The artful cinematic strokes of director Robert Wise and staff are not quite enough to override the major shortcomings of Nelson Gidding’s screenplay from the Shirley Jackson novel [The Haunting of Hill House].
Gidding’s scenario is opaque in spots, but its cardinal flaw is one of failure to follow through on its thematic motivation. After elaborately setting the audience up in anticipation of drawing some scientific conclusions about the psychic phenomena field, the film completely dodges the issue in settling for a half-hearted melodramatic climax.
The story has to do with the efforts of a small psychic research team led by an anthropology professor (Richard Johnson) to study the supernatural powers that seem to inhabit a 90-year-old New England house with a reputation for evil. The group includes an unhappy spinster (Julie Harris) obsessed with guilt feelings over the recent death of her mother; a young woman (Claire Bloom) of unnatural instincts (she has lesbian tendencies coupled with an extraordinary sense of ESP); and a young man (Russ Tamblyn) who is to inherit the house.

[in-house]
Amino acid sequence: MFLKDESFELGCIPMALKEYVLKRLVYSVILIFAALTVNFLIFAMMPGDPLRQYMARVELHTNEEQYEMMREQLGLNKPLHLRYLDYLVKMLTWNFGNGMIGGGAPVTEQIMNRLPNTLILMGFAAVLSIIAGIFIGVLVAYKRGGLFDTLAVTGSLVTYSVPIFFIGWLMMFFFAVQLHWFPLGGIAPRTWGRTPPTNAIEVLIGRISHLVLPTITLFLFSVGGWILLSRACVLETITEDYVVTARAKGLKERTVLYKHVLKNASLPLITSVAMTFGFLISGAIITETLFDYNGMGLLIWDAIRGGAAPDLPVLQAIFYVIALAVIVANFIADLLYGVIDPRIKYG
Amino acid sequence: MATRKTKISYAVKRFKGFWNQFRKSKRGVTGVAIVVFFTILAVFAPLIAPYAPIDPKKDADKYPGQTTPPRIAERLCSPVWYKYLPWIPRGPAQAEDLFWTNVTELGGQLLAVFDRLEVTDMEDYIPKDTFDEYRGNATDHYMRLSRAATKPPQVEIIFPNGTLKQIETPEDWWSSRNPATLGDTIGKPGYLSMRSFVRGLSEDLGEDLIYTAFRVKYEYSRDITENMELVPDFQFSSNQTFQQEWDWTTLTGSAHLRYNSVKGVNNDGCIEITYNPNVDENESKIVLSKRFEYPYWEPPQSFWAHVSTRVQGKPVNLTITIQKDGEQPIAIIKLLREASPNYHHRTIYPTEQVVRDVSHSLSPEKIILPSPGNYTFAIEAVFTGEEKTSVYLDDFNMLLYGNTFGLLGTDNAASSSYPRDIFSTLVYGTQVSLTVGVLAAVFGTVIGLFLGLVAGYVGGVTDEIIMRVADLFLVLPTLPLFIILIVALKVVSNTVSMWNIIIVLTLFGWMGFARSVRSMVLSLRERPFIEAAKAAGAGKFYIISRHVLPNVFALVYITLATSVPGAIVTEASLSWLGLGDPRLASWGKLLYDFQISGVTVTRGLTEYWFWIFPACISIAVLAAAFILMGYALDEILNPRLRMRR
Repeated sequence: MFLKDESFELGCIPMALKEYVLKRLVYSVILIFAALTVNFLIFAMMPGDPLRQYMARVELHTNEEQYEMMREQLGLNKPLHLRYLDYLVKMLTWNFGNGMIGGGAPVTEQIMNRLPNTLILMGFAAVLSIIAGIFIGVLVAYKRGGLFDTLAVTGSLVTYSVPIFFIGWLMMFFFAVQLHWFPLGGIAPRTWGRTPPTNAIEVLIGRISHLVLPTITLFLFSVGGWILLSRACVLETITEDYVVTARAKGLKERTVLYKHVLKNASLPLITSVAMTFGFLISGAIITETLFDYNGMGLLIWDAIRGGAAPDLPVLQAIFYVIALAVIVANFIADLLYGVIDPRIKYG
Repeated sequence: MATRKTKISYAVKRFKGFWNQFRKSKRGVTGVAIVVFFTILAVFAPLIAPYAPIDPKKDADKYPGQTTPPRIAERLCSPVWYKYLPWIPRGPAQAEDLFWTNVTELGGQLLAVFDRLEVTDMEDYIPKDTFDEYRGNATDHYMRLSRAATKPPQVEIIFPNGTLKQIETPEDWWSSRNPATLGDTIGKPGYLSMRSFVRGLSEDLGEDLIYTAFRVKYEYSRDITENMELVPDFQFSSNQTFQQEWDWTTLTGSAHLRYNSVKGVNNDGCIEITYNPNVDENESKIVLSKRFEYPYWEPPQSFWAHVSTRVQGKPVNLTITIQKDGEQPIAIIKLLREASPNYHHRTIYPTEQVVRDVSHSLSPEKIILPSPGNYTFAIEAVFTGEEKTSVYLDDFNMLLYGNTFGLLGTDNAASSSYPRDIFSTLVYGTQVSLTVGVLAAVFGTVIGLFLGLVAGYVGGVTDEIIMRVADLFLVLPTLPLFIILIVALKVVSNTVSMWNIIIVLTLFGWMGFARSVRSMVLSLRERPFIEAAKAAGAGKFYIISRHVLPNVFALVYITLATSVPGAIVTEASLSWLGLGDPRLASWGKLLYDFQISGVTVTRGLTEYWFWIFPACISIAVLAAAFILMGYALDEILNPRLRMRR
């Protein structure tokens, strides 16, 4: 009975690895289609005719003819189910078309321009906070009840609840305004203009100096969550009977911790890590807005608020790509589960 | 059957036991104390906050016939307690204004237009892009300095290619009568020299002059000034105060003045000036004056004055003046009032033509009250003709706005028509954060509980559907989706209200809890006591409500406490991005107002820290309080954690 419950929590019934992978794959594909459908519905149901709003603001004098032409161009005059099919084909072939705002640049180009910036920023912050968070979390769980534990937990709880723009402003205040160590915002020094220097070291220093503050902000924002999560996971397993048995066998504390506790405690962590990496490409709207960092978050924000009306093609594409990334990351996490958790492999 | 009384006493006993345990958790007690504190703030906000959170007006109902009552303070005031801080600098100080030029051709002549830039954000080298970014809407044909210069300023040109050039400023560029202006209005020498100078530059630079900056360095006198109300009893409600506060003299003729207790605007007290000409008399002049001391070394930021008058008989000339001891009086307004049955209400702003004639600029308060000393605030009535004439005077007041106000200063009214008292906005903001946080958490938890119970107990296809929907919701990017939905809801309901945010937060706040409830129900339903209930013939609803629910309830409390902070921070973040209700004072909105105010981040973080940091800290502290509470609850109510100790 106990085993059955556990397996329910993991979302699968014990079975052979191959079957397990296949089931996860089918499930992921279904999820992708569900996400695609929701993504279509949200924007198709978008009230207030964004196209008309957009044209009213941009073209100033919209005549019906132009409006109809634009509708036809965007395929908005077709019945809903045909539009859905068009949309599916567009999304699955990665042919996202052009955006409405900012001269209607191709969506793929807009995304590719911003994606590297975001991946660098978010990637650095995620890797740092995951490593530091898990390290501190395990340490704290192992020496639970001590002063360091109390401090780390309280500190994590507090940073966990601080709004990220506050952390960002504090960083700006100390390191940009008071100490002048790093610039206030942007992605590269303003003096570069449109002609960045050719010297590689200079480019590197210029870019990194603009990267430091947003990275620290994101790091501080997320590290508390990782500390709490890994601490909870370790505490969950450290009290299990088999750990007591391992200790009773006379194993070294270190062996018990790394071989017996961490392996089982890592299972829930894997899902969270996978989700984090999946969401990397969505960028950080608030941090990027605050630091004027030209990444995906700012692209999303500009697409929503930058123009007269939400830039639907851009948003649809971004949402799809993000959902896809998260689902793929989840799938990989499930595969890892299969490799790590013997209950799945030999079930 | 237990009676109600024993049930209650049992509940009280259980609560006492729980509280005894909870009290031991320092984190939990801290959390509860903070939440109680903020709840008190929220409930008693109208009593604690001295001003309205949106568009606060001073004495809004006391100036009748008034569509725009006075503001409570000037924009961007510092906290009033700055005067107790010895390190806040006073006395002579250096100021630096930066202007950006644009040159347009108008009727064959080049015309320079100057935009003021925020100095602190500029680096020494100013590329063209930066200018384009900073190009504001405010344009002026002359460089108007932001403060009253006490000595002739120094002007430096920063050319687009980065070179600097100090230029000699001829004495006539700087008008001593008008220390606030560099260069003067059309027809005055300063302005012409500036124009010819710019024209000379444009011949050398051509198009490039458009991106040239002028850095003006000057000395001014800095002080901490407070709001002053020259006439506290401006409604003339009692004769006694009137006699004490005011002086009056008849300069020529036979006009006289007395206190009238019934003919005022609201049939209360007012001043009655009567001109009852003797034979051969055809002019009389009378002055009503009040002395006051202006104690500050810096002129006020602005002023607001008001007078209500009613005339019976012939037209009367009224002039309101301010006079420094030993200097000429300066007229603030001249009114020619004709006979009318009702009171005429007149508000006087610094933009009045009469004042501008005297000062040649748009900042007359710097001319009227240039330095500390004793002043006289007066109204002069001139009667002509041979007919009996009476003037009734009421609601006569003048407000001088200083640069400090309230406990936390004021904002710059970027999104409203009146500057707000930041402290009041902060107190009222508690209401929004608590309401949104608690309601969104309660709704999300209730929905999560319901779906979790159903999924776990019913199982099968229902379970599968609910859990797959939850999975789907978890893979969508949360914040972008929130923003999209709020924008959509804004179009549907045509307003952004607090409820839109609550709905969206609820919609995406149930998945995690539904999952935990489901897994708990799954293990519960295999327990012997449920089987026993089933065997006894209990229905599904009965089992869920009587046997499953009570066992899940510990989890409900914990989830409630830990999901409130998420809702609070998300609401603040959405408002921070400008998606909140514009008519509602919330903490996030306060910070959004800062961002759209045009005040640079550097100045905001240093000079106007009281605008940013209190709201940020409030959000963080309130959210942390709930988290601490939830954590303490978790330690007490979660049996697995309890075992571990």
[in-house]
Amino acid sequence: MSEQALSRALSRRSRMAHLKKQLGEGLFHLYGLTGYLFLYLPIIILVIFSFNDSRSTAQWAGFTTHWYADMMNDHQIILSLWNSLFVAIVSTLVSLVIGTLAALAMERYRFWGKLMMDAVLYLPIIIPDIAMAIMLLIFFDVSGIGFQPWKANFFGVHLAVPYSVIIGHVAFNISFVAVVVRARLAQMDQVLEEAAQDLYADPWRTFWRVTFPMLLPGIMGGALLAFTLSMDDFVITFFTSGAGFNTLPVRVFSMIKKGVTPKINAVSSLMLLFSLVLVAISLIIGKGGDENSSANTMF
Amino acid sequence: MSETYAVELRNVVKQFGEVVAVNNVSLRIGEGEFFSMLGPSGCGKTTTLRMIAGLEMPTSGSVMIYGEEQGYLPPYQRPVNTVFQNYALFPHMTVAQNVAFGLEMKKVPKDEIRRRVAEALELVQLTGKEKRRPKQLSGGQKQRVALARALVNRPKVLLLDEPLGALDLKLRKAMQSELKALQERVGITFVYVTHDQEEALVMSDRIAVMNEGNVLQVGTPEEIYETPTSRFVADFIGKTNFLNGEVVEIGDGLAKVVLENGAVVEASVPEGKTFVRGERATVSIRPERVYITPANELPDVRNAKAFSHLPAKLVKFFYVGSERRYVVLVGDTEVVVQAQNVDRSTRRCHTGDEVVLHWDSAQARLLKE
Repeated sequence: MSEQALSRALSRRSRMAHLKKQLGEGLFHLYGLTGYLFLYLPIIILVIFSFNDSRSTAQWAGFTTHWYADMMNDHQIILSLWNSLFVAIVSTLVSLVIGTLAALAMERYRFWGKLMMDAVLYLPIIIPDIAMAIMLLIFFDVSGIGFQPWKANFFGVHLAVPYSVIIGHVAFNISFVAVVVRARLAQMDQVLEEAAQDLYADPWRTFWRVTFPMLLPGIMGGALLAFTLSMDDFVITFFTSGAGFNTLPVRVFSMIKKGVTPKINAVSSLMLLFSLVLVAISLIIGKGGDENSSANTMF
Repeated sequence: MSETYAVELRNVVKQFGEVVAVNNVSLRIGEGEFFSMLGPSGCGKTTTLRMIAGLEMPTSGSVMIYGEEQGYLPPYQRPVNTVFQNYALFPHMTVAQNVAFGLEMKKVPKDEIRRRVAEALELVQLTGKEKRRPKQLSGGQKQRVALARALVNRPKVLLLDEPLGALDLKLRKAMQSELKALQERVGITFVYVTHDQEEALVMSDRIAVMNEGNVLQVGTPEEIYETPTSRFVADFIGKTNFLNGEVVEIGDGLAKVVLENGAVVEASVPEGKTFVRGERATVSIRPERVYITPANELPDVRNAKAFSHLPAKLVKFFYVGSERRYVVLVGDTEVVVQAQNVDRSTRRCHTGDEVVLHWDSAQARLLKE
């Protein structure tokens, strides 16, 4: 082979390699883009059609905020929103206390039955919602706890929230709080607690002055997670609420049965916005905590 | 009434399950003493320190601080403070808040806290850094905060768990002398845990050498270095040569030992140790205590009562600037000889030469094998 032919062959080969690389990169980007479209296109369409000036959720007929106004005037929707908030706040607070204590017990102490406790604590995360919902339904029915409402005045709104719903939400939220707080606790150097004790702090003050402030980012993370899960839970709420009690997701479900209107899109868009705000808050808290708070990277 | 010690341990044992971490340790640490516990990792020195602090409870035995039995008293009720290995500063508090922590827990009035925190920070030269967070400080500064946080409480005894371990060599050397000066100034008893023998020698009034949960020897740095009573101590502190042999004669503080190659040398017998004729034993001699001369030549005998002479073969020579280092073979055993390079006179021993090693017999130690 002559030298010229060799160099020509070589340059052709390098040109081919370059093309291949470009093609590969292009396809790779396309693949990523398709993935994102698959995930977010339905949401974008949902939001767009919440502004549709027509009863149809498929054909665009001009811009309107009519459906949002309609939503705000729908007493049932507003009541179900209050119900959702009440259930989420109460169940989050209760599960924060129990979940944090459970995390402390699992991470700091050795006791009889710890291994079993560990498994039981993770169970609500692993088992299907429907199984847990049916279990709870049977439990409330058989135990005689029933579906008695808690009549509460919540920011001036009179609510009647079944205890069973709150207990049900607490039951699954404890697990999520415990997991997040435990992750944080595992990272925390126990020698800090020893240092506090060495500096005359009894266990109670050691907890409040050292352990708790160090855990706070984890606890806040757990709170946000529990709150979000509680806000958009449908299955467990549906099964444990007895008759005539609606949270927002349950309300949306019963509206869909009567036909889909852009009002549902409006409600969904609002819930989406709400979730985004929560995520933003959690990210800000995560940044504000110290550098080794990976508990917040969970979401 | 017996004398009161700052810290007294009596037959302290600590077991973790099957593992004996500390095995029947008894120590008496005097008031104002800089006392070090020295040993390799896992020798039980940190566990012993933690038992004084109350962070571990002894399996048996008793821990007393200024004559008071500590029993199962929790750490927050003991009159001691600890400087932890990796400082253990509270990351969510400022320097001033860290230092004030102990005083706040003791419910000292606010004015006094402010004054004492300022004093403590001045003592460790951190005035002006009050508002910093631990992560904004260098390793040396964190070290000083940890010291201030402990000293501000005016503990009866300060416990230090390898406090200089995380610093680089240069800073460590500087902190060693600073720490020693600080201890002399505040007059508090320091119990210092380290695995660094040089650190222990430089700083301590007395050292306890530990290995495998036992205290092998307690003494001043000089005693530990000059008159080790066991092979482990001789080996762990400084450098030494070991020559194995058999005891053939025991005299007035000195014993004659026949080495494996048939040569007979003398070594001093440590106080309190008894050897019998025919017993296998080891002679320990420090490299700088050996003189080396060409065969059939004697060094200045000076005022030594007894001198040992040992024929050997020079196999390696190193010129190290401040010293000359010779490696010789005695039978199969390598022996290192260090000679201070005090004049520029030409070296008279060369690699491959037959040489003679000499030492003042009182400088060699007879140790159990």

The acting is effective all around. The picture excels in the purely cinematic departments. Davis Boulton has employed his camera with extraordinary dexterity in fashioning a visual excitement that keeps the pic- ture alive with images of impending shock. As photographed by Boulton, the house itself is a monstrous personality, most decidedly the star of the film. The pity is that all this production savvy has been squandered on a screen yarn that cannot support such artistic bulk.